Despite changes to policies governing resident work schedules--notably new rules that cut shifts back to 24 to 30 hours--a new study suggests that residents still aren't getting more sleep, are still making mistakes, and are still getting into car accidents that result from sleep deprivation. The study, which appears in Pediatrics this week, found that 2003 changes in the Accreditation Council for Graduate Medical Education's standards for residents have had surprisingly little effect.
The study of 220 residents shows that 56 percent of residents worked 30 or more hours at a stretch after 2003. The length of such extended work shifts decreased only 3 percent, to 28.5 hours. Residents got the same amount of sleep (7.5 hours a day) after the rules were enacted as before. Meanwhile, residents made about the same number of mistakes (1.5 mistakes per 100 orders) before and after the policy change, and had the same number of accidental needle-sticks and car crashes.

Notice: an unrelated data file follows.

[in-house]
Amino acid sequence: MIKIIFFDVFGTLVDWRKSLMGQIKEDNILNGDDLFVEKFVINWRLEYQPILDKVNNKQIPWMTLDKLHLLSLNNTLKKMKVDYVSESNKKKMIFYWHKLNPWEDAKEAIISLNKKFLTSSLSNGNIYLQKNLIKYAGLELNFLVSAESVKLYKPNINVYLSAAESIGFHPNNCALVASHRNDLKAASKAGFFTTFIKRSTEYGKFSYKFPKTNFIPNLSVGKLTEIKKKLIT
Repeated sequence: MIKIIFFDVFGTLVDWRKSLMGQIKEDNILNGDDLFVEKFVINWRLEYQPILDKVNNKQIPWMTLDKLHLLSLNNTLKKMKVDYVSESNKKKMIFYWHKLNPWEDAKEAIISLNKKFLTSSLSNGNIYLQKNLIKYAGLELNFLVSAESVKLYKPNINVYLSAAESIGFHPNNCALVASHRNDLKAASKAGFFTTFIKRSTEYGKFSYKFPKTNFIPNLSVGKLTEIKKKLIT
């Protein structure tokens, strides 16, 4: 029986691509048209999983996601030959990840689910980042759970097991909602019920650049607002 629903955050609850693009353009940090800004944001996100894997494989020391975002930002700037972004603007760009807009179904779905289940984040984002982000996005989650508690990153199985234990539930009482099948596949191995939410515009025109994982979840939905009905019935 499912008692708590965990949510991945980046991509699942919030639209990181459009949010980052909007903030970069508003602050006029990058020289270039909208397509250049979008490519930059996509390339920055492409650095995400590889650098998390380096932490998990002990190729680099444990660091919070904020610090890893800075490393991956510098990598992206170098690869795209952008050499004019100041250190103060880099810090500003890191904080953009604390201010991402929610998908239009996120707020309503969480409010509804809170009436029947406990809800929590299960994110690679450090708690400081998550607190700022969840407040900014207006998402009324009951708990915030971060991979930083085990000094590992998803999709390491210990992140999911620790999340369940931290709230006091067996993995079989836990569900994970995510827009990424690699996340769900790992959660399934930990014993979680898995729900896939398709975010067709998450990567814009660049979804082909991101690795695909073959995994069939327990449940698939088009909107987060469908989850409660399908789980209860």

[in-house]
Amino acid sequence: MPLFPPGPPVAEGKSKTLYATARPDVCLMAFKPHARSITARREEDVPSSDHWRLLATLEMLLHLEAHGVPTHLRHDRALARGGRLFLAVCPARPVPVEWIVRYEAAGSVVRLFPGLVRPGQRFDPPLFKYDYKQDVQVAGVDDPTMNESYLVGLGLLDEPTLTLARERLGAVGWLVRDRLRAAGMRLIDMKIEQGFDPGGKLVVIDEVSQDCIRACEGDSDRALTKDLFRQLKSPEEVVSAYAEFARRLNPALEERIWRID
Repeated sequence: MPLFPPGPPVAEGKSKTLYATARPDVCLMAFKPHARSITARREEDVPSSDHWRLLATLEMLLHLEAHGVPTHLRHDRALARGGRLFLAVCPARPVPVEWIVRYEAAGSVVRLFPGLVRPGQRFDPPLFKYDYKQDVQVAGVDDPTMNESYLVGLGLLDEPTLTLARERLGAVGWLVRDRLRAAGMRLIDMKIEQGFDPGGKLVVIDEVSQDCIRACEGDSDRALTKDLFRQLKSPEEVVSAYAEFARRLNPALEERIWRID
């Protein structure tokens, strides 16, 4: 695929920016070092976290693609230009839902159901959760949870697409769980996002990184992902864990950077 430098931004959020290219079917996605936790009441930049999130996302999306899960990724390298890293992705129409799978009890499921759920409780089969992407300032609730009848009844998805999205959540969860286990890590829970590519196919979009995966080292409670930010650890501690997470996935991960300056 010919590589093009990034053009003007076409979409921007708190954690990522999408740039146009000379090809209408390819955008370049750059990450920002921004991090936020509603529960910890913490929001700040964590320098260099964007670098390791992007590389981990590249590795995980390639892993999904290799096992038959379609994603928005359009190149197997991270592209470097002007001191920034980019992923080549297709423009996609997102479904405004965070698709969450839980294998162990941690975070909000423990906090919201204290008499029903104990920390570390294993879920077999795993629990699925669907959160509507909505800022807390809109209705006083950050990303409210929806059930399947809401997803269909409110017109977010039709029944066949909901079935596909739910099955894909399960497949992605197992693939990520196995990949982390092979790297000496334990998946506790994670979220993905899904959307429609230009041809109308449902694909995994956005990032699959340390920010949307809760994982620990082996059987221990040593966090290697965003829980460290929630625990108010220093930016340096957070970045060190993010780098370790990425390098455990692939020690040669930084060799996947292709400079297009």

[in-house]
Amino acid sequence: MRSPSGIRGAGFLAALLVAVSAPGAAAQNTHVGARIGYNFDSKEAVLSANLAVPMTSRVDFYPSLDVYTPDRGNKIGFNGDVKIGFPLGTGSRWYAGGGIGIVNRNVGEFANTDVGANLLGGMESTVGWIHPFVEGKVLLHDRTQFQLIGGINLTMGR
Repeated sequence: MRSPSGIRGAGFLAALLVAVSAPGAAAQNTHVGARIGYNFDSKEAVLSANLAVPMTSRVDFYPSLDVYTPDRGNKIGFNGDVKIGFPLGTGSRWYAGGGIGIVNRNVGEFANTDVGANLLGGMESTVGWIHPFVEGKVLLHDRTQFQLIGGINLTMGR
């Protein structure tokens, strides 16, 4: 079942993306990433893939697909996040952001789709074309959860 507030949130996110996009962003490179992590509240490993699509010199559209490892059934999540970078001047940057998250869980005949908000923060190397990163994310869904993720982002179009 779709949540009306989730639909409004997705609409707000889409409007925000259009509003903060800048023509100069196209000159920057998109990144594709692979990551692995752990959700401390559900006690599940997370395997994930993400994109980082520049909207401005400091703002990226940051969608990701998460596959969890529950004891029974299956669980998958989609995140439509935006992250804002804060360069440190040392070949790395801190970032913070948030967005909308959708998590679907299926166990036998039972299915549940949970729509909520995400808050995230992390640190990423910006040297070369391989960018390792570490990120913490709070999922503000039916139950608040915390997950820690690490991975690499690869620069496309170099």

Researchers behind the study note that it only included pediatric residents at three large children's hospitals in Boston, Washington, D.C. and Palo Alto, CA, which may limit how broadly it can be applied. However, they don't seem to be the only ones who see a problem here. For example, Brigham and Women's Hospital in Boston has cut surgical shifts for residents from 24 hours straight to 12 hours.
To learn more about the study:
- read this USA Today piece
Study: Long hospital shifts boost mistakes
Study: Residents work too many hours
Studies: Resident shift limits don't lower mortality
Cutting resident hours could cost big bucks